After President Vladimir Putin’s party, United Russia, won a landslide victory in the election, the president addressed the country’s economic woes in his victory speech, pointing to reforms that need to be carried out. Amendments to the budget proposals for 2016-2019 will be discussed at a government meeting on Oct. 13. Privatization of oil producers Rosneft and Bashneft has been discussed as a way to raise much-needed cash for the government’s budget, though both companies face the challenge of finding a willing buyer at the desired price. Discussions on defense expenditure cuts have gone on for months now. It is therefore likely that unpopular decisions will be made in the coming months as the Kremlin needs to address the economic situation sooner than later, with presidential elections coming up in 2018.

At the same time, Moscow will maneuver carefully to ensure it does not increase instability. Protests have been taking place in the regions since earlier this year. These have included riots in the city of Smolensk in April, as residents were unhappy with the rise in utilities costs, and a convoy of tractors and cars from Kuban that drove into Moscow in August. Observing the rising danger of regional unrest, Putin has been building up the security apparatus to increase control throughout the country.

Since January, we have seen reshuffles at top levels of law enforcement and security sectors, which have resulted in a renewed, younger guard of Putin’s loyalists placed in key positions. At the same time, Putin announced in April the formation of the new National Guard, through which he has direct control over two essential processes: getting intelligence on potential unrest in the regions and ending any protests.

In addition, Russia’s Kommersant newspaper reported on Sept. 20 that Russia will resurrect the Ministry of State Security, combining the Federal Security Service with the Foreign Intelligence Service and the majority of the Federal Protection Service units, which oversee the protection of the country’s top leaders. The ministry will start operating before the presidential elections in 2018 and will reportedly be engaged in the highest profile cases, one of its functions being to root out corruption in law enforcement agencies. Corruption is both an electoral campaign issue for Putin and a phenomenon that has undoubtedly negatively affected the structural development of the country. The fight against corruption led by the Kremlin will have political functions as well, considering the Kremlin’s need to keep tight control over the country.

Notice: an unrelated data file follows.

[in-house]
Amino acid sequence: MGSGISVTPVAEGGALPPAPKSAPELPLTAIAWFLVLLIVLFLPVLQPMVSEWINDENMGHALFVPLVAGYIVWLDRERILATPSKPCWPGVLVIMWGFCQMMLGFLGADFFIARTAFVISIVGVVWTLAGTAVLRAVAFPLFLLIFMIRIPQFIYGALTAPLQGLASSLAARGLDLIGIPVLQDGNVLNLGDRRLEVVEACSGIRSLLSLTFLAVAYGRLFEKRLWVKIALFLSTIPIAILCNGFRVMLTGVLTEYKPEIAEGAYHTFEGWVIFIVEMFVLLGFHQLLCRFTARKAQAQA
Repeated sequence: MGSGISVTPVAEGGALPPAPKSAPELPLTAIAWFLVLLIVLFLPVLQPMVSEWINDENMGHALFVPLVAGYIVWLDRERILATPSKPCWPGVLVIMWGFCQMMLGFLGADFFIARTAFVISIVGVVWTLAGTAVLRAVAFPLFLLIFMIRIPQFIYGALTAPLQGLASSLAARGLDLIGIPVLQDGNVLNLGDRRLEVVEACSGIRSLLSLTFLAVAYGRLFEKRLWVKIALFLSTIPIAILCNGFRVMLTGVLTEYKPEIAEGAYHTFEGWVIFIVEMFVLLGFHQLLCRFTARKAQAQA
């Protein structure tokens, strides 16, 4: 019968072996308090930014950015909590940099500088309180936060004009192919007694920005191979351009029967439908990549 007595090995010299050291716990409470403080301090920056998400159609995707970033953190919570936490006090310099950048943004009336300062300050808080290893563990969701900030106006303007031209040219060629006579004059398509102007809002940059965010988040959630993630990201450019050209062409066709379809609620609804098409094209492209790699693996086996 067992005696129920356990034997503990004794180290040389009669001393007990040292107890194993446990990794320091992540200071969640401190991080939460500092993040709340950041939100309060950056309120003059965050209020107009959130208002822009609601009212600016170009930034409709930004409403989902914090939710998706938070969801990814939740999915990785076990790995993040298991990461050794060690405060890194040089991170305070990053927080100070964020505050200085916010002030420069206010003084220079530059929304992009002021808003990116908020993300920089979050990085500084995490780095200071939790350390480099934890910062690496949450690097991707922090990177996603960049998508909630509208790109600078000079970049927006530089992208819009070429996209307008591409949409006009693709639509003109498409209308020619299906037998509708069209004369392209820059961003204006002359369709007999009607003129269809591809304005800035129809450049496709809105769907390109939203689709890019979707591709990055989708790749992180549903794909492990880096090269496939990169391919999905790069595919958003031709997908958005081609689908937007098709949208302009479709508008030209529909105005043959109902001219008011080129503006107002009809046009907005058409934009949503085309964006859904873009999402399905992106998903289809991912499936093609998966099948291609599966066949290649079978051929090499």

Russia is facing troubling times – all pointing to our forecast that Russia will face a major crisis by 2020. With a declining economy and limited options to address rising social problems, vulnerabilities for Putin will increase. The fundamentals of Russian geopolitics indicate that he must keep Russia united. He sees controlling security structures as key for keeping the country unified and under his rule. At the same time, as his power and the economy weaken, unpredictability will rise for Russia, especially in key strategic borderland regions like Ukraine, the Caucasus and the Black Sea.

Antonia Colibasanu
Antonia Colibasanu is Senior Geopolitical Analyst at Geopolitical Futures and Senior Fellow for Eurasia Program at the Foreign Policy Research Institute. She has published several works on geopolitics and geoeconomics, including "Geopolitics, Geoeconomics and Borderlands: A Study of a Changing Eurasia and Its Implications for Europe" and "Contemporary Geopolitics and Geoeconomics". She is also lecturer on international relations at the Romanian National University of Political Studies and Public Administration. She is a senior expert associate with the Romanian New Strategy Center think tank and a member of the Scientific Council of Real Elcano Institute. Prior to Geopolitical Futures, Dr. Colibasanu spent more than 10 years with Stratfor in various positions, including as partner for Europe and vice president for international marketing. Prior to joining Stratfor in 2006, Dr. Colibasanu held a variety of roles with the World Trade Center Association in Bucharest. Dr. Colibasanu holds a master’s degree in International Project Management, and she is an alumna of the International Institute on Politics and Economics at Georgetown University. Her doctorate is in International Business and Economics from Bucharest’s Academy of Economic Studies, and her thesis focused on country-level risk analysis and investment decision-making processes by transnational companies.